Mexico’s Día Nórdico 2022, a virtual Nordic Day organized by Mexico’s Swedish, Danish, Norwegian and Finnish embassies, in cooperation with the Mexican Ministry of Economy, addressed pioneering innovations focused on enabling the green energy transition. Finland’s sustainable solution frontrunner Wärtsilä outlined a particularly exciting prospect: using innovative technology to revolutionize how Power-to-X (P2X) is used for electricity generation, the company manages to tackle some of the biggest conundrums regarding the energy transition.
The renewable energy revolution does come with a puzzle that needs to be solved, as the world’s most commonly used resources for green energy, wind and solar, suffer from intermittency. For this reason, stable and clean energy sources are crucial if the grid is to remain steady while replacing the polluting, inflexible fossil-fueled power plants of the past. Yet to reach urgent climate goals, countries will need to go further than merely decarbonizing their electricity mix. After all, not all emissions come from power production, as non-electrified transportation and industrial activities cannot rely on direct electricity.
“To reach 100% renewable energy, the concept of P2X, applied by creating synthetic fuels for stable thermal energy production, is essential,” said Gastón Giani, Managing Director and General Manager, Wärtsilä Mexico. The Finnish-based company Wärtsilä, a global leader in innovative technologies and lifecycle solutions for the marine and energy markets, is leading the transition to a 100% renewable energy future. It helps its clients in the energy transition by optimizing their energy systems and preparing assets for the future ahead.
Giani, an electrical engineer with a postgraduate degree in business administration, has a wealth of experience in the electricity market and specialized in electric power generation plants with internal combustion engines. If these combustion engines burn carbon-neutral fuels, such as synthetic methane or green hydrogen, they can become an integral piece of the decarbonization puzzle. For long-distance marine shipping, ammonia proved to be an excellent solution for Wärtsilä.
Perhaps the brightest prospect of the P2X environment is green hydrogen, a fuel generated via water electrolysis using renewable electricity. Wärtsilä’s Michigan, US pilot project aims at testing hydrogen mixed with natural gas to allow for the reduction of carbon of an existing gas-fueled power plant. The 55MW facility currently operates with three Wärtsilä 50SG gas-fired engines with a fuel supply that should stably run on 25% hydrogen mixed with natural gas on the long term, with little or no modification needed.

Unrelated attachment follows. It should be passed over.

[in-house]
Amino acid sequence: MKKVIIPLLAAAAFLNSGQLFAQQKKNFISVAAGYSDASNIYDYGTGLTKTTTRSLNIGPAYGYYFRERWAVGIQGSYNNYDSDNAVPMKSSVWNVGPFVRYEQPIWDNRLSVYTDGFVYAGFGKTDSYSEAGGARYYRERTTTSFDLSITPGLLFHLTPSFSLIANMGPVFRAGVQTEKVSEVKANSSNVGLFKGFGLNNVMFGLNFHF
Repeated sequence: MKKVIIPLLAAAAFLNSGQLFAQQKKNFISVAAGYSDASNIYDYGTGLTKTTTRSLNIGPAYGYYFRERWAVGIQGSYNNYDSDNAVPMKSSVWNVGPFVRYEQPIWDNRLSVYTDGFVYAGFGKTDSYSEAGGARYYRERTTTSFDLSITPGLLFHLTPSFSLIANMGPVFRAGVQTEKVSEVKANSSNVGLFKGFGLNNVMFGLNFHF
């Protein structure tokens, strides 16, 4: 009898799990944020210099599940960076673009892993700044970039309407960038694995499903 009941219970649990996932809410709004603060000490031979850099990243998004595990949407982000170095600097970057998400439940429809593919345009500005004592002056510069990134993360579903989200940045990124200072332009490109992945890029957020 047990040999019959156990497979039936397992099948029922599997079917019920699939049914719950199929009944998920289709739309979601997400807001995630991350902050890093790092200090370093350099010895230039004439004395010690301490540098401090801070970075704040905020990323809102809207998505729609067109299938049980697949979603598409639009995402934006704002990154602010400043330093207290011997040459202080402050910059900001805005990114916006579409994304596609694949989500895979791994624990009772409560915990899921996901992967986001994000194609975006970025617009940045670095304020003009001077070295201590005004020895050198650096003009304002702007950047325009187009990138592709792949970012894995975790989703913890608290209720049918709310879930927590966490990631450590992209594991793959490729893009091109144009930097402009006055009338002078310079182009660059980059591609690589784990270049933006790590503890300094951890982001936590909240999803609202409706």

Wärtsilä engines can already run on 100% synthetic carbon-neutral methane and methanol. Tests with blends of up to 60% hydrogen and 40% natural gas have also already been completed successfully, as the development continues toward the use of a higher share of hydrogen. As of today, the engines can already use up to 25% hydrogen blended with natural gas. Wärtsilä is using its world-leading expertise to increase the efficiency and scale of its solutions, too.
In Mexico, P2X is becoming increasingly important. “Industries are demanding an increasingly rapid decarbonization. This means we need the technology to match what we already know needs to happen because of climate science,” said Héctor Guerrero, Deputy Minister of Industry and Commerce, adding that fuels like green hydrogen are essential to the green energy transition and to cut costs to make Mexico more competitive at the global scale.
While growing its sustainable footprint in the Mexican market, Wärtsilä contributes to the country’s climate goals. By 2030, Mexico has pledged to reduce greenhouse gas emissions by 22%. The company’s large multi-fuel power plants, featuring combined output of 600MW, are sure to be a boon for state-owned electric utility CFE in this mission. Similarly, Wärtsilä’s 10MW battery energy storage system for the 50MW Eolica Coromuel wind farm in La Paz, Baja California already provides benefits toward the grid’s stability.